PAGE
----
The richly sentimental 19th-century tale gets a 21st-century setting.
Poor artistic decisions stymie a worthy effort. Preserved here unaltered (though printed in teeny-tiny type), Wilde’s economically written original makes for, as ever, stately, sonorous reading, aloud or otherwise. Visually, Bowman’s eye-filling garden scenes sandwich genuinely shiver-inducing tangles of dry stalks swathed in frost and snow between, in better seasons, views of luxuriant masses of outsized flowers and greenery. The giant is a red-haired, white gent in moderately antique clothing…but the tiny children he chases away (and later welcomes back) are a racially diverse lot in school uniforms and sporting backpacks and hula hoops. Taped-up advertisements on the outside of the giant’s wall and other details further add to the understated contemporary air, and the smallest child, who comes back at the end bearing stigmata to welcome the now-elderly giant to his garden, has an unruly shock of dark hair and an olive complexion. All of this updating comes to naught, though, because with supreme disregard for the story’s essentially solemn tone and cadences, Bowman arbitrarily sticks in silly bits—first depicting Hail as a baboon with a bright red butt (the garden’s other winter residents are at least embodied as northern animals) and then in a climactic scene putting the giant into humongous footie pajamas decorated with bunnies and carrots. Talk about discordant notes.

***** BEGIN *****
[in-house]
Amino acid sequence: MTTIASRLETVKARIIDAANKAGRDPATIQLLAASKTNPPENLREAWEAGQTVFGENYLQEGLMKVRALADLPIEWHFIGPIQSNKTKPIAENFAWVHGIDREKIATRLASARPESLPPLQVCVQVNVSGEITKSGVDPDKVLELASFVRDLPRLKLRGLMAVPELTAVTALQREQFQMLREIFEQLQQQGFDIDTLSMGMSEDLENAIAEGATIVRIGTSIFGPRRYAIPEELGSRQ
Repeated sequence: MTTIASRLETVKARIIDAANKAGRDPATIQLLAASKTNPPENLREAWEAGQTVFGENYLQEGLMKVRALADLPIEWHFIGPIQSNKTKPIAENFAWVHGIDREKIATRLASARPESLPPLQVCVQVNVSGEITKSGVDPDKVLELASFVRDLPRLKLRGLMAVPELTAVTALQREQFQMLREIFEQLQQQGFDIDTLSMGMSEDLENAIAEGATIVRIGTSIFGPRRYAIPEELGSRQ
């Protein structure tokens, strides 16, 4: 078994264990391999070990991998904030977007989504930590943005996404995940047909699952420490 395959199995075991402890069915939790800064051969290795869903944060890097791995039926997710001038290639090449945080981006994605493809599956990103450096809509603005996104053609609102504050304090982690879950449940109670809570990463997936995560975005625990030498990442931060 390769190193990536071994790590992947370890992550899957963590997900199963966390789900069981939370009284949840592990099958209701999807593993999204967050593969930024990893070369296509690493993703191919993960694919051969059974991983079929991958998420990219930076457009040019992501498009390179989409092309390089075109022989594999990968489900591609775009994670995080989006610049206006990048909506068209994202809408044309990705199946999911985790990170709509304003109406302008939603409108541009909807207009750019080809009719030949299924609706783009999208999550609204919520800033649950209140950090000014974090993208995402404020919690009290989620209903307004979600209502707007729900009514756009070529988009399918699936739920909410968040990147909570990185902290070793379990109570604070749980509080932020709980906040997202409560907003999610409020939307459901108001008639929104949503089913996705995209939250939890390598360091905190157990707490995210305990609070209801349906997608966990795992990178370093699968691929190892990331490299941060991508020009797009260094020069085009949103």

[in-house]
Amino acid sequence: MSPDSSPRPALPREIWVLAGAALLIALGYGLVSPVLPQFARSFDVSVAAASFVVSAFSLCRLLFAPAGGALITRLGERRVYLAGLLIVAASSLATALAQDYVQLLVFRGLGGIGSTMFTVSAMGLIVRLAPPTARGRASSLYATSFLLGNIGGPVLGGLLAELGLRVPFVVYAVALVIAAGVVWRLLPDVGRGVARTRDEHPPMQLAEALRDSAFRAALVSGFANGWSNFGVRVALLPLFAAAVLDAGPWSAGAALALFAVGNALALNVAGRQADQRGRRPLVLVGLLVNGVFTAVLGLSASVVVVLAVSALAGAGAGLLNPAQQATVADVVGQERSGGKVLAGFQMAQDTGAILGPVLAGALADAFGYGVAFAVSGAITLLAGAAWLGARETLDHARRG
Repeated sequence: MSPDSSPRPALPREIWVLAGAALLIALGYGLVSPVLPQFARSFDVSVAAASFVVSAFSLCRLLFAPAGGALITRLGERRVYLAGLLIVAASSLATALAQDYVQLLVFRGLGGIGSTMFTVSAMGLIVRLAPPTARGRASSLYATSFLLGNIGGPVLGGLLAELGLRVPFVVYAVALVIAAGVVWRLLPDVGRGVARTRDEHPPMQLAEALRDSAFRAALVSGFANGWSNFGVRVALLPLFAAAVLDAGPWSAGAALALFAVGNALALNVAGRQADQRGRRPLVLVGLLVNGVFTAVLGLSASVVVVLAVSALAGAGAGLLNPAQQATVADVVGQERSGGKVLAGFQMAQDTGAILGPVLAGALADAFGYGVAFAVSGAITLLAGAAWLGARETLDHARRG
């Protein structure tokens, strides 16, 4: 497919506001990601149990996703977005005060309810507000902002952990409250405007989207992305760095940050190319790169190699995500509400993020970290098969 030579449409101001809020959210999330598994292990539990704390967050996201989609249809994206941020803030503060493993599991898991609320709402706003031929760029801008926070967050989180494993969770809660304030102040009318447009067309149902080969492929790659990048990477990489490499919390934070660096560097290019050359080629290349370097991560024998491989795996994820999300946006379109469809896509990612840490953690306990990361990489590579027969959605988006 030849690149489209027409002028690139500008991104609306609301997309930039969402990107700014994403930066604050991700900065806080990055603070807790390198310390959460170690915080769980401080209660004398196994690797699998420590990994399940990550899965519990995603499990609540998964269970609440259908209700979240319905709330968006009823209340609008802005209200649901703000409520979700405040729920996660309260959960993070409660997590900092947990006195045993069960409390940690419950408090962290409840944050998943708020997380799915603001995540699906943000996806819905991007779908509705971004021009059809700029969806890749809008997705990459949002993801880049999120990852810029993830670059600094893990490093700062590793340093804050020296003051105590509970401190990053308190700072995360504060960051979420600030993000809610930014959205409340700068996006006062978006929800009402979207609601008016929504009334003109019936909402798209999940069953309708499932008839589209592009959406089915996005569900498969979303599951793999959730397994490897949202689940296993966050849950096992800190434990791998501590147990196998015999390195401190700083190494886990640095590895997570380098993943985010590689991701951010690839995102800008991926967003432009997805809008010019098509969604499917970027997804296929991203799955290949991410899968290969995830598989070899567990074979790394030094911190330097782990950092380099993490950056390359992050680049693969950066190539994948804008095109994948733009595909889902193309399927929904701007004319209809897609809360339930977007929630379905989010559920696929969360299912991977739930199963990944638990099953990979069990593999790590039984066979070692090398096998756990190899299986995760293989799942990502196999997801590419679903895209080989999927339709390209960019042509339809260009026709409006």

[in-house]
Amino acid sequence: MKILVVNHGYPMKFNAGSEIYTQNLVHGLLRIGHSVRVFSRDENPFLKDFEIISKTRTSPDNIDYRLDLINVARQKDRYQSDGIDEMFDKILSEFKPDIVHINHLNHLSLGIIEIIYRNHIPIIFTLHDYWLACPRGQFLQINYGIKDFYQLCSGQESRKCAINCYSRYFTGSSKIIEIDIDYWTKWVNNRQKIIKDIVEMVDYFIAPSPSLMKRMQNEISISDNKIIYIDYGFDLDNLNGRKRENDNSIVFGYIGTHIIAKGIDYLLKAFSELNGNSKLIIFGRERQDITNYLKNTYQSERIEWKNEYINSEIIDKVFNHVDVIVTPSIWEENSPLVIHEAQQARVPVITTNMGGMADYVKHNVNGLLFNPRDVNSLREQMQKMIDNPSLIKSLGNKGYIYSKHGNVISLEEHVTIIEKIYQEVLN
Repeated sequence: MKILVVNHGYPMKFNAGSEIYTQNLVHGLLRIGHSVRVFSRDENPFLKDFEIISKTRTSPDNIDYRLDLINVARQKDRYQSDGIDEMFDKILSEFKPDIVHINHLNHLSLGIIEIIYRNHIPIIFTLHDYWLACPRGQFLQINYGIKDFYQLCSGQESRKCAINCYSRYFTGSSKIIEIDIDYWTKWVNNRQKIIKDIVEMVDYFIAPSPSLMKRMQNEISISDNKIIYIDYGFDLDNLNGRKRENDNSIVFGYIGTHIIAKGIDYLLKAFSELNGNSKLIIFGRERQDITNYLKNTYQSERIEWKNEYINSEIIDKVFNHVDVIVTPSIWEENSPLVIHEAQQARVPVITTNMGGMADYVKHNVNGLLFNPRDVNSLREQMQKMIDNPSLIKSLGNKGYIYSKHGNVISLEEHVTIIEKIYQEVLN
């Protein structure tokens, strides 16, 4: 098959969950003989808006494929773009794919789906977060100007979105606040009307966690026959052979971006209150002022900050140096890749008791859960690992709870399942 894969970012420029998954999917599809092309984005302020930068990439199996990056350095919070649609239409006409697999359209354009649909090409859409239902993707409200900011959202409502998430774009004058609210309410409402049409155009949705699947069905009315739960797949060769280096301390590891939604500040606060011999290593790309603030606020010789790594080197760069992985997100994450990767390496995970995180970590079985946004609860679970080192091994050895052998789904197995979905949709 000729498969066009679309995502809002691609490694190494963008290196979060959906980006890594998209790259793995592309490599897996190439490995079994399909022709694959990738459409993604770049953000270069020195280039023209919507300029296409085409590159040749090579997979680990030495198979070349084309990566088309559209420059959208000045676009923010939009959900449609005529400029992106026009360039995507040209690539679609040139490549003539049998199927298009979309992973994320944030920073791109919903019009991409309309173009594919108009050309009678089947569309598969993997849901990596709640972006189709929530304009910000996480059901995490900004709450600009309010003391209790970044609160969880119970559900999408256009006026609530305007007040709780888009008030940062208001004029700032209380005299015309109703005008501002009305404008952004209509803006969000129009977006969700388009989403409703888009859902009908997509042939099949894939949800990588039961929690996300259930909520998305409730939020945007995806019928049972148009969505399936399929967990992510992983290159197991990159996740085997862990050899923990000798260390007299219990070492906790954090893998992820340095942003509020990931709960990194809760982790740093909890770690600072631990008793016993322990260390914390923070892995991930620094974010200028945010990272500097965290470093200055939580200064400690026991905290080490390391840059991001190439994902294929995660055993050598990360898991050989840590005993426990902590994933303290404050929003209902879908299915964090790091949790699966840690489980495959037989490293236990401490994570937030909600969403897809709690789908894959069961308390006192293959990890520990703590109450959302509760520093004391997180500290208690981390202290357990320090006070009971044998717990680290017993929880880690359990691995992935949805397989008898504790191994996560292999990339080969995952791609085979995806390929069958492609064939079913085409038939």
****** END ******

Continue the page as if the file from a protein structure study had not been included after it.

Opinions may differ about the story’s sublimity; here it’s been made ridiculous.(Picture book. 6-9)